Aunt Bessie’s partnered with the Royal National Institute of Blind People to introduce NaviLens technology on selected products such as Golden Yorkshires.
The accompanying smartphone app can be used in-stores to detect the unique code printed on the front of selected packs, and subsequently provide audio directions to the customer to locate the chosen product.
The flexible system can also be used to relay key nutritional values, ingredient lists and preparation instructions.
Marc Powell, RNIB accessibility innovation lead, explained: “Currently, important information on packaging can often be in very small print, making it difficult or impossible for people with sight loss to read. That is why RNIB is working with organisations to bring about a significant step-change in how brands can put accessibility at the forefront of design and packaging decisions, and be a catalyst for change.”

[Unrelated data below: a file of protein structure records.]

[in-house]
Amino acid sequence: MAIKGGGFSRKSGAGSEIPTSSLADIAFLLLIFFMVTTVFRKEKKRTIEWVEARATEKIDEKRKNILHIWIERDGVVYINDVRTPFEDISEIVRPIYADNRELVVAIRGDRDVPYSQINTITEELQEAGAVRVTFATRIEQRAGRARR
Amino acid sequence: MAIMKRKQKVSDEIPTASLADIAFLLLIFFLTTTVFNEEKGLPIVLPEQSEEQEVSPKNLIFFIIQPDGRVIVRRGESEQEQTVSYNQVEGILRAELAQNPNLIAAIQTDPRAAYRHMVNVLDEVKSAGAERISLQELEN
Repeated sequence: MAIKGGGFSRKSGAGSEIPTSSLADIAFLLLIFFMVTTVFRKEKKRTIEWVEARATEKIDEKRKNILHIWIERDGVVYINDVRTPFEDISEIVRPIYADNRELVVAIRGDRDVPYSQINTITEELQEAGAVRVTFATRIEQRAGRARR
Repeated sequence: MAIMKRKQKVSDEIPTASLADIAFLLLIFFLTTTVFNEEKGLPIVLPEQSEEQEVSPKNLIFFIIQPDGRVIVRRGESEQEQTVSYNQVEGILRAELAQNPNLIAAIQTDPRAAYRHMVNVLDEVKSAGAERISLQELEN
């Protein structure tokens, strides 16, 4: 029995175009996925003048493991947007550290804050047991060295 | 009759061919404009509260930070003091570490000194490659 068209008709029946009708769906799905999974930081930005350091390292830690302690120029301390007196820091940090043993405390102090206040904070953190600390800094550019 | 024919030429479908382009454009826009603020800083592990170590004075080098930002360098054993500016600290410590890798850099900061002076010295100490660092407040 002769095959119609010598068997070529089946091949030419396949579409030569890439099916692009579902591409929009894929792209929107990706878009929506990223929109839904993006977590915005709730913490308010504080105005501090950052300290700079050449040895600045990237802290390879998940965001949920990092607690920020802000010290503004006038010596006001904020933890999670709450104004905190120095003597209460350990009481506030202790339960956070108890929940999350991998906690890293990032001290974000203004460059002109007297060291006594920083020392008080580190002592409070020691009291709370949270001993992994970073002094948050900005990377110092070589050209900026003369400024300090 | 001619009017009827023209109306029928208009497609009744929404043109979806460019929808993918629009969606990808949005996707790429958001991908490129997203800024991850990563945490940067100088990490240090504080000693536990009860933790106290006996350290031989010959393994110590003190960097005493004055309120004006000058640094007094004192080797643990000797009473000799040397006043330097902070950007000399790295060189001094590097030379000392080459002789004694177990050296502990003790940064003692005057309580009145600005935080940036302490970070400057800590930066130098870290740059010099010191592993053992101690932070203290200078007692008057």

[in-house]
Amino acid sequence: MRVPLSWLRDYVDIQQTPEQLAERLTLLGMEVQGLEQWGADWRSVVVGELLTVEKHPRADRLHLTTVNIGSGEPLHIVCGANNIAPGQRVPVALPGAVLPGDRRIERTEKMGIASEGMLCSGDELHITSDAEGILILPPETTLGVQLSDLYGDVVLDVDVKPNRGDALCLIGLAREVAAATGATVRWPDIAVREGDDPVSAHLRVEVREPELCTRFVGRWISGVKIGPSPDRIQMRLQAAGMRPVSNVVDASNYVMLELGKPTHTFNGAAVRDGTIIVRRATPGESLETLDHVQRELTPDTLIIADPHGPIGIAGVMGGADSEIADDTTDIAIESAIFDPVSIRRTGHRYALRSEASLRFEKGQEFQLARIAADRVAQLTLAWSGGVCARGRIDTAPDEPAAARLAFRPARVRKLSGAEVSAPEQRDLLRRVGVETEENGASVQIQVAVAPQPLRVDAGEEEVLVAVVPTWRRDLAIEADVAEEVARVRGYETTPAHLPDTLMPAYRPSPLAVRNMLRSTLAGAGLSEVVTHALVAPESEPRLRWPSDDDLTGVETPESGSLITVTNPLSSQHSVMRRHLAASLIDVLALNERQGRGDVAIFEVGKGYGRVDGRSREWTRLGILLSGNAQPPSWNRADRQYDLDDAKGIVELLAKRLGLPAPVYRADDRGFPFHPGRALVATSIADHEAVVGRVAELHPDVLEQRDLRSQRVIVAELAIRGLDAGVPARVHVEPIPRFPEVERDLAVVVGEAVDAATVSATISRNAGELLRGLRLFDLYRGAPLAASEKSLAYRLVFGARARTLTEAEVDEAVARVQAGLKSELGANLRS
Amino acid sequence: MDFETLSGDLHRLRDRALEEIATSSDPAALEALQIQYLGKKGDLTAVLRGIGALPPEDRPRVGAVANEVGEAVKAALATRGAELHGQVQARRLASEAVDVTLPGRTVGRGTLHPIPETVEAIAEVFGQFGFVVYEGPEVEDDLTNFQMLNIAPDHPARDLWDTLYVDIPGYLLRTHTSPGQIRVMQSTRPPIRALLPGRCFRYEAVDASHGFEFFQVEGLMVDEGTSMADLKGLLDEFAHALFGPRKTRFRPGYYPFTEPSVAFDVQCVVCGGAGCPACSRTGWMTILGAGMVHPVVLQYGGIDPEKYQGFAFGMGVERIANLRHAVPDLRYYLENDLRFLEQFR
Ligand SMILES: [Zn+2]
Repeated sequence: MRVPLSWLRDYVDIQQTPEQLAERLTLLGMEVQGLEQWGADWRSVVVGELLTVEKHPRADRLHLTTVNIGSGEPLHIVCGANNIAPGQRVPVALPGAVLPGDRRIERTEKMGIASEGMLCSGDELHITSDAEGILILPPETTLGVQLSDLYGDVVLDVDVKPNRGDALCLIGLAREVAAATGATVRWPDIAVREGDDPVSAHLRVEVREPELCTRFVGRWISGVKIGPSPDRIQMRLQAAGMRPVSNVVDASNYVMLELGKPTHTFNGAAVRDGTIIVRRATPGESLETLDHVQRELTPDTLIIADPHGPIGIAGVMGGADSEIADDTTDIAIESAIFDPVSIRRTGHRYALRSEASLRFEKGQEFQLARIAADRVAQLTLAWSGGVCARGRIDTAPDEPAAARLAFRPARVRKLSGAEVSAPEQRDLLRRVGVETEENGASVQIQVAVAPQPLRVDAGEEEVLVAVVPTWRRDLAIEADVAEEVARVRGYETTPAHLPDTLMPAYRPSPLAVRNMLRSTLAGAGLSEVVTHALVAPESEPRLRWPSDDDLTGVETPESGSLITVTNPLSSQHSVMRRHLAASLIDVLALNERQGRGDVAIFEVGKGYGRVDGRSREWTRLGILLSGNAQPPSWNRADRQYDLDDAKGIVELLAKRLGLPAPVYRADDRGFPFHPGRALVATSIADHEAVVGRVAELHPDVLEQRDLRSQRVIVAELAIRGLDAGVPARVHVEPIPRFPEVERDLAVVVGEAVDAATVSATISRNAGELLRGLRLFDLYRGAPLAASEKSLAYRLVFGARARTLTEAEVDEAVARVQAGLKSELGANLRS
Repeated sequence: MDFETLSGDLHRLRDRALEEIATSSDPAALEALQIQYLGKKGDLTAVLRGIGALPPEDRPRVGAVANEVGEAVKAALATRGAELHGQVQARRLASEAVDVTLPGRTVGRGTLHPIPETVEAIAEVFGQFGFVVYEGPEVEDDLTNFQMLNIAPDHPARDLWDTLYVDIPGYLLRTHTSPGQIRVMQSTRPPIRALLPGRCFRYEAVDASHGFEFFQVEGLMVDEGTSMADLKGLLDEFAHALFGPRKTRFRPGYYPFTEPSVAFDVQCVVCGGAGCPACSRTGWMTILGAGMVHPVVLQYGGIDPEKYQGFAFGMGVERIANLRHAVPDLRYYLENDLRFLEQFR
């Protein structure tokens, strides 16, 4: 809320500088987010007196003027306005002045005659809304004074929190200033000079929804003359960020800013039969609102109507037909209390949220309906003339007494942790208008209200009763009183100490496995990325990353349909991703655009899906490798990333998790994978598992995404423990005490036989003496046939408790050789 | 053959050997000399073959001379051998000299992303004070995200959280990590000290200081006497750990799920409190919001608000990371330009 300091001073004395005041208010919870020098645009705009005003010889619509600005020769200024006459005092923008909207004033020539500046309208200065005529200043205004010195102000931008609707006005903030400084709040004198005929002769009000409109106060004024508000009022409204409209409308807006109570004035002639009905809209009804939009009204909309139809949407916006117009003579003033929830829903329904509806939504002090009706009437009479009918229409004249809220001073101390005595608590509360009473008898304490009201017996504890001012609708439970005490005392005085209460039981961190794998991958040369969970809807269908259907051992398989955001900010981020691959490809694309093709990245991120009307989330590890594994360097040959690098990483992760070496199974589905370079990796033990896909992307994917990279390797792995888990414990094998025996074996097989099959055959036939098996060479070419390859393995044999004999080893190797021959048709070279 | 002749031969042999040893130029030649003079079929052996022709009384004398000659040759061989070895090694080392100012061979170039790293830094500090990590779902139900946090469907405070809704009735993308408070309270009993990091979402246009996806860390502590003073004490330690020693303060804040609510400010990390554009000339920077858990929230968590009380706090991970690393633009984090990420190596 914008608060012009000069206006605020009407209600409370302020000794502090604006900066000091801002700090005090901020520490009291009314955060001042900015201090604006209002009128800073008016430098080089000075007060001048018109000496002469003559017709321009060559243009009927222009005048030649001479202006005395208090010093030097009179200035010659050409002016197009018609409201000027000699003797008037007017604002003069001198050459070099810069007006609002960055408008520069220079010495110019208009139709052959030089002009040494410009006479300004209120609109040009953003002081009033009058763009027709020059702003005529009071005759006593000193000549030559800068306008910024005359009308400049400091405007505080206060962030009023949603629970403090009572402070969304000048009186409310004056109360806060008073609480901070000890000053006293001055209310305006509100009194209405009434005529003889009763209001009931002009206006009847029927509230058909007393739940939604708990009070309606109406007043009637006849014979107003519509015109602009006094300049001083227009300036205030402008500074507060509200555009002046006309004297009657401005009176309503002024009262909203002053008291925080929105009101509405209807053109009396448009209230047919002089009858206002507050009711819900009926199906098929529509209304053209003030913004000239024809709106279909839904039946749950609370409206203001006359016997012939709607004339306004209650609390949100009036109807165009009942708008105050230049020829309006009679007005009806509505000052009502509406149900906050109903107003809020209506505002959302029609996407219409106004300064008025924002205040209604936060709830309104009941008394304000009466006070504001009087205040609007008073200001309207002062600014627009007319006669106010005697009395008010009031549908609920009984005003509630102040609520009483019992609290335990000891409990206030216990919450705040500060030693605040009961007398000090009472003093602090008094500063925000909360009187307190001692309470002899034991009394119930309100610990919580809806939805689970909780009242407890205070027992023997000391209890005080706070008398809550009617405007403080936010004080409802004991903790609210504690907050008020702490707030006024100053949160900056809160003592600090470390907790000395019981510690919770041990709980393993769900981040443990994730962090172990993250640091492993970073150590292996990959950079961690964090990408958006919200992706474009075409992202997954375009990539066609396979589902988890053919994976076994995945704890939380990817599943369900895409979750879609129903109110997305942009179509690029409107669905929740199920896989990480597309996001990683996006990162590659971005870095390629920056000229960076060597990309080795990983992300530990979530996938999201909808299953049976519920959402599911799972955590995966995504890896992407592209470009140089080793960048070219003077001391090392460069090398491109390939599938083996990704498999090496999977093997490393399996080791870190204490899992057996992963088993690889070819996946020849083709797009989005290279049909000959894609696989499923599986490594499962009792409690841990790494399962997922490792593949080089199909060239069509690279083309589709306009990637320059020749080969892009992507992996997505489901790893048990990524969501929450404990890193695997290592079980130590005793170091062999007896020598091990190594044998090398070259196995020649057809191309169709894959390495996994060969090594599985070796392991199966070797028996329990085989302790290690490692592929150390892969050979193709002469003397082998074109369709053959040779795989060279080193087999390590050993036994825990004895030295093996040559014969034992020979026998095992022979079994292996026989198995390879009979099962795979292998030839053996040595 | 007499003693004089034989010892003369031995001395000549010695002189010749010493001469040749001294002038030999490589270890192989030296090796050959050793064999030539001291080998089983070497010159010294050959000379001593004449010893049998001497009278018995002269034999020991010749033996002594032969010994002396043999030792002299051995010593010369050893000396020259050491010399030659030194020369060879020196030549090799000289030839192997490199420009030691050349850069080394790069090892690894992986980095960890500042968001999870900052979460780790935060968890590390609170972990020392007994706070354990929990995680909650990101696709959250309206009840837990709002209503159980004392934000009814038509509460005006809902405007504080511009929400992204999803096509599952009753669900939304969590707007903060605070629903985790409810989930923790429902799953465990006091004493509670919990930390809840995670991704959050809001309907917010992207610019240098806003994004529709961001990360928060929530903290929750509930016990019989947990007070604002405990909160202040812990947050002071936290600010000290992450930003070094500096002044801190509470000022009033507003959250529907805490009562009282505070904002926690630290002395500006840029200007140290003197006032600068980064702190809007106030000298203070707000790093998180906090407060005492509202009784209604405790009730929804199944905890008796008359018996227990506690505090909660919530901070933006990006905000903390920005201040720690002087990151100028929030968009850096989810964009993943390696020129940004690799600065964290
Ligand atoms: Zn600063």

The intervention was driven by a joint survey which found that 85% of people with a visual impairment struggled to retrieve information from product packaging. Previously such consumers were left in the dark, with half of those questioned resorting to asking other customers for the required information.
As a consequence, two-thirds admitted to buying the wrong product in store with frozen food aisles proving to be particularly problematic, with pull-open doors and floor-level freezers further impeding access.
Brands such as Pantene have been focussing their efforts on the long ignored visually impaired market as a point of differentiation.